Here's Why GLEE Should Just End With The Tribute Episode
By SueCat on October 18, 2013
I didn’t watch many episodes of GLEE last year because of the change in the schedule. Still, I felt an investment in knowing what happened to the characters I had come to appreciate. I was also pleased GLEE made it this long – I still feel bad about “My So Called Life” and “Popular” ending too soon.
It was sad that Cory Monteith died so young, but I’ll be honest – when it happened, I couldn’t help but think of all the regular everyday people who die in their 20′s and 30′s. Monteith created a lovely character, but my sadness was for the death of a young man, not the loss of his talent. I didn’t overthink it, but I did wonder about the future of the show.
I just watched the tribute episode to Finn Hudson/Cory Monteith and I think it’s an excellent time to just end it. Because as Sue says “there’s no lesson, no happy ending.” The show was smart to avoid a moral lesson on drug use, but it just wasn’t possible in that format. It was right to say “Finn was a good guy, one of the best among us and we are incredibly sad that he died.” I don’t think there was any way for GLEE to handle this that would be appropriate or storyline directed or plot driven. Or even “right.” It just was.
The show is over. The show was about the love story of Finn and Rachel. In real life, “Rachel” would mourn and hopefully, move on to a happy life. But that’s not the show we have been watching. The other love story was the creation of the Hudson-Hummel family. That’s happened, too. They were brothers & it seems evident that Kurt considers Carol his mother so they too will mourn and move on albeit in a different path. Otherwise, the friends graduated or will graduate and move on to new paths.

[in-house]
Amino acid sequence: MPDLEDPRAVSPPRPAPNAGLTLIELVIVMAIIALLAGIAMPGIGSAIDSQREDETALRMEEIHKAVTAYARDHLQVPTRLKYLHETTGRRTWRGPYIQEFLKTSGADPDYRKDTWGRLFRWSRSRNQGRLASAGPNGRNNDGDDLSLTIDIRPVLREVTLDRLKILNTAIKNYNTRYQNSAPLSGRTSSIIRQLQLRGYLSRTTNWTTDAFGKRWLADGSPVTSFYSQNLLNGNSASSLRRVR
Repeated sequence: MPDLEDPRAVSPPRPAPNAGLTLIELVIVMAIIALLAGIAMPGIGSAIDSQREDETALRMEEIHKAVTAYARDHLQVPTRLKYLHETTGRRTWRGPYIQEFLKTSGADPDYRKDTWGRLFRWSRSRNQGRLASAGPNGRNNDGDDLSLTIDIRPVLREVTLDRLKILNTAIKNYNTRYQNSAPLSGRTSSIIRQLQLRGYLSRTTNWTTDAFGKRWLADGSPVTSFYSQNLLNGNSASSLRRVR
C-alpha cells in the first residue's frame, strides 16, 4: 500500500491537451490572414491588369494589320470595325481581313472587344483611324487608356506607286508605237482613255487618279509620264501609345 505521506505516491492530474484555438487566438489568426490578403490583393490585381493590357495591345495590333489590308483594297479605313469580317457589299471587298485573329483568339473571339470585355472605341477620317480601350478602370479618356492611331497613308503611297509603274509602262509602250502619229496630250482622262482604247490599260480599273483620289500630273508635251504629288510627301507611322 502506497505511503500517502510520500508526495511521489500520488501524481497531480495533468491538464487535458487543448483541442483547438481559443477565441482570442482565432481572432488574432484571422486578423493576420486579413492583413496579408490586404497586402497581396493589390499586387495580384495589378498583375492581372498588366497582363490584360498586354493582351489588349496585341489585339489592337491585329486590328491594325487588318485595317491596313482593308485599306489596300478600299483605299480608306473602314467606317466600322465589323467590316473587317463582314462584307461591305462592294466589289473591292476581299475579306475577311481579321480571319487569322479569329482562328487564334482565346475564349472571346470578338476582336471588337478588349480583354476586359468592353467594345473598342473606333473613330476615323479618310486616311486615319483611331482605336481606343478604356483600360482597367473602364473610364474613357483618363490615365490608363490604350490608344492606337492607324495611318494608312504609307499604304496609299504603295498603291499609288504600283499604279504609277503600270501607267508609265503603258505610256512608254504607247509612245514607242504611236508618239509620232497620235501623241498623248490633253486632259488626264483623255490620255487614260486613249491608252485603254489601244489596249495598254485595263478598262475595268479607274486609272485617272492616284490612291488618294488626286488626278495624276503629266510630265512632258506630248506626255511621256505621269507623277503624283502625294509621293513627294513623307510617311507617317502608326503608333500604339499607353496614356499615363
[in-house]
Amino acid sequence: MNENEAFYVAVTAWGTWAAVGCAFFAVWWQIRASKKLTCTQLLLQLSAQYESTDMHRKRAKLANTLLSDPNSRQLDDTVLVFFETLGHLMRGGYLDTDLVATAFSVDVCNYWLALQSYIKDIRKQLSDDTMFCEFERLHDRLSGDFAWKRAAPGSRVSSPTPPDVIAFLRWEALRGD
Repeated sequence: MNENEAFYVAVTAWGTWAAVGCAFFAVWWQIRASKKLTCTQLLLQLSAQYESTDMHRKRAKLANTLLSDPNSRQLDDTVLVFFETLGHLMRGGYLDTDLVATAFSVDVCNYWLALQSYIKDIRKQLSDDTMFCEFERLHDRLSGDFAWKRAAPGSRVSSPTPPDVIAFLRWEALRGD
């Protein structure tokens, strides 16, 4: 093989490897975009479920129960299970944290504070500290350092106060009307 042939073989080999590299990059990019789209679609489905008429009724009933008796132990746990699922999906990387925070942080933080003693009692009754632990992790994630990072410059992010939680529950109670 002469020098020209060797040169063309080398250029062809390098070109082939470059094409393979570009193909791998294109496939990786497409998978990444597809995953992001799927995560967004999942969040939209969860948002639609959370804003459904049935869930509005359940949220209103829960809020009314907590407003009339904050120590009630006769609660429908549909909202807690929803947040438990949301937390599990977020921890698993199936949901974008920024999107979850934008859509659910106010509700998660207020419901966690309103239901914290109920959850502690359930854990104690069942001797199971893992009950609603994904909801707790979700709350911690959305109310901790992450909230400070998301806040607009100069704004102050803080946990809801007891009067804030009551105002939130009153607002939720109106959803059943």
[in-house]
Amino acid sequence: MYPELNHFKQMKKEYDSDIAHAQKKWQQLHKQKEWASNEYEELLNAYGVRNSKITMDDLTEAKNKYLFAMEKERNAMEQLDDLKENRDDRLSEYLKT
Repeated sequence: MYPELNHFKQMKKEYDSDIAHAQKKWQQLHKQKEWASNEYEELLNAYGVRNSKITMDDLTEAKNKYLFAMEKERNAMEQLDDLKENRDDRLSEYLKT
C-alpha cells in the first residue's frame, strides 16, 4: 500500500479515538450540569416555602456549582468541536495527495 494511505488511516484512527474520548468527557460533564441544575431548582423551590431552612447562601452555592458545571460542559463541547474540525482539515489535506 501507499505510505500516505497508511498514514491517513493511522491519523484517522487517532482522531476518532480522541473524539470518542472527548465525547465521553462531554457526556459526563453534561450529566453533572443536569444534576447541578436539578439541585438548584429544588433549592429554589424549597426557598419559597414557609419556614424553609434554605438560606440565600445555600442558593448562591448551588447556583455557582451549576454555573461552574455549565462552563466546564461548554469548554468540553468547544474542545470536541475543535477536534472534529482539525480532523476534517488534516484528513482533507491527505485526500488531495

When I was in high school, someone I knew died every year from 7th grade to 12th grade. It was never a close friend, but it always hit me – the fragility of life. And when I was 37, my dear friend died at the age of 41. I still ache over that loss – he was too young and too good to die. Life moves on, but that story is over.
I’m not going to dissect the show, who got what song and who wasn’t there. But I truly think it ended when Will wept. At that moment – for this first time in my life – I wondered how the teachers at West Mifflin High School coped with the loss of a student year after year. I don’t know what the feels like, but I’m glad GLEE did touch on that a bit.
The characters’ lives (if they were real) may or may not turn out fine. The actors (who are real people) will hopefully cope with the loss of their friend and coworker and go on to be okay, but that’s sadly fodder for tabloids not a television show. Inevitably, someone will rise to fame and others will not. Cory Monteith was not destined to rise to great fame and while that doesn’t take away from the loss, it doesn’t really change the outcome of the REAL future of the show – the lives of the young actors. Since you asked, my money is on Chris Colfer as an overall star, Darren Criss and Naya Rivera as singers and Jenna Ushkowitz and Lea Michele returning to Broadway. Kevin McHale *should* go somewhere because he’s in the top three singers of the show, but who knows.
I know quite a few people think using “Seasons of Love” for the death of a heterosexual white quarterback who OD’d is sacrilege, but I thought it was lovely and it invoked the sensibility of Broadway which has always made the show stand out.
More Like This
Recent Posts by SueCat
Most Popular on BlogHer
Lean Cuisine believes that women should be valued for their accomplishments as opposed to their weight/appearance. Lean Cuisine's new brand campaign Feed Your PhenomenalTM reflects its new brand purpose: to feed the greatness in every woman. Check out our bloggers' posts and see how they measure their true worth plus learn how you could win a $100. Read more
Most Popular on Movies & Television